The landscape of the Veneto and Lombardy varies from flat and unappealing to mountainous and breathtaking.
Located 37km outside of Venice, Padua is often overlooked by visitors to the area. This old university town (Galileo lectured here) has an illustrious academic history and is rich in architecture and art, most notably for the lyrical frescoes by Giotto which adorn the walls of the magnificent Capella degli Scrovegni. Renaissance squares, Roman ruins and medieval palaces all vie for attention here.
In the 16th century, the River Brenta was canalised between Padua and Fusina (just west of Venice) and stretches some 36km (22 miles). Its potential as a transport route was quickly realised and fine villas were built along its length. Today many of these elegant buildings can be visited including the Villa Nazionale at Strà (frescoes by Tiepolo), Villa Widmann at Mira (French Rococco style) and Villa Foscari at Mira – one of Palladio’s most impressive villas (frescoes by Zelotti). Two of these villas may also be visited in a day on a guided tour on board the Burchiello mini cruise boat.
The ‘Italian Lake District’, is located in the north of the country. The setting is pre-Alps with beautiful valleys, striking mountains that descend to meet the lakeshores, pretty lakeside towns and meandering narrow roads which provide breathtaking views at every turn.
Lake Garda, the largest of the north Italian lakes, is comparable to a small sea and is frequently used by sailing enthusiasts. The lakeside resort of Gardone is particularly noted for its profusion of exotically planted parks and gardens. It is here that the famous Italian poet Gabriele d’Annunzio lived. ‘Il Vittoriale’, his Art Deco home and curiously designed gardens including a full size ship and small amphitheatre, are well worth a visit. On the south side of the lake, with a stunning mountain backdrop stands the picturesque medieval fortress town of Sirmione. The Scaligeri Castle dominates the entrance to this historic town with its maze of narrow medieval streets, attractive cafés, shops and elegant villas.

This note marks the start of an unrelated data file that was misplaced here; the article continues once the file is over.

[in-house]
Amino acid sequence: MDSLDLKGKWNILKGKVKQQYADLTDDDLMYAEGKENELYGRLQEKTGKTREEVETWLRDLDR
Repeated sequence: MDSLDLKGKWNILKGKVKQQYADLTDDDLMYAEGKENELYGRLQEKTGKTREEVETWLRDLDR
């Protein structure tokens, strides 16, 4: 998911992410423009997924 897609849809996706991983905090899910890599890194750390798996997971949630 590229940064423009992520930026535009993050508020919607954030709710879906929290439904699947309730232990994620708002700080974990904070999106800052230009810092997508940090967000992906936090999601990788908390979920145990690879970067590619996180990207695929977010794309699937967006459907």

The vegetation of Lake Como is Mediterranean, alpine and sub-alpine. On the banks are cypresses and pines, on the sunbathed slopes vines and olive trees and on the mountainside chestnut trees, beeches, walnut trees and conifers. The lake is notable for the profusion of flowers in March (narcissus and lily of the valley), in April and May (azaleas, rhododendrons and camellias) and from June to September (roses, oleanders and hydrangeas). Bellagio is one of the most beautiful resorts on Lake Como, admired for its’ blue waters, cleanliness and fresh air. The characteristic narrow streets house many shops and a stroll through the romantic gardens of Villa Melzi and Villa Serbelloni provide a welcome diversion.
Lake Maggiore, the second-largest lake in Italy, stretches between Lombardy and Piedmont and reaches into alpine Switzerland. The lake’s gentle sloping shores are dotted with attractive villas and decorative gardens blooming with azaleas, camellias and rhododendrons. At the centre of the lake lie the three Borromean islands of Isola Bella, Isola Madre and Isola dei Pescatori, which should not be missed. Cannero and Verbania are two of the more fashionable resorts on the western side of the lake, with beautifully kept public gardens and charming narrow streets, filled with smart boutiques, cafes, restaurants and hotels.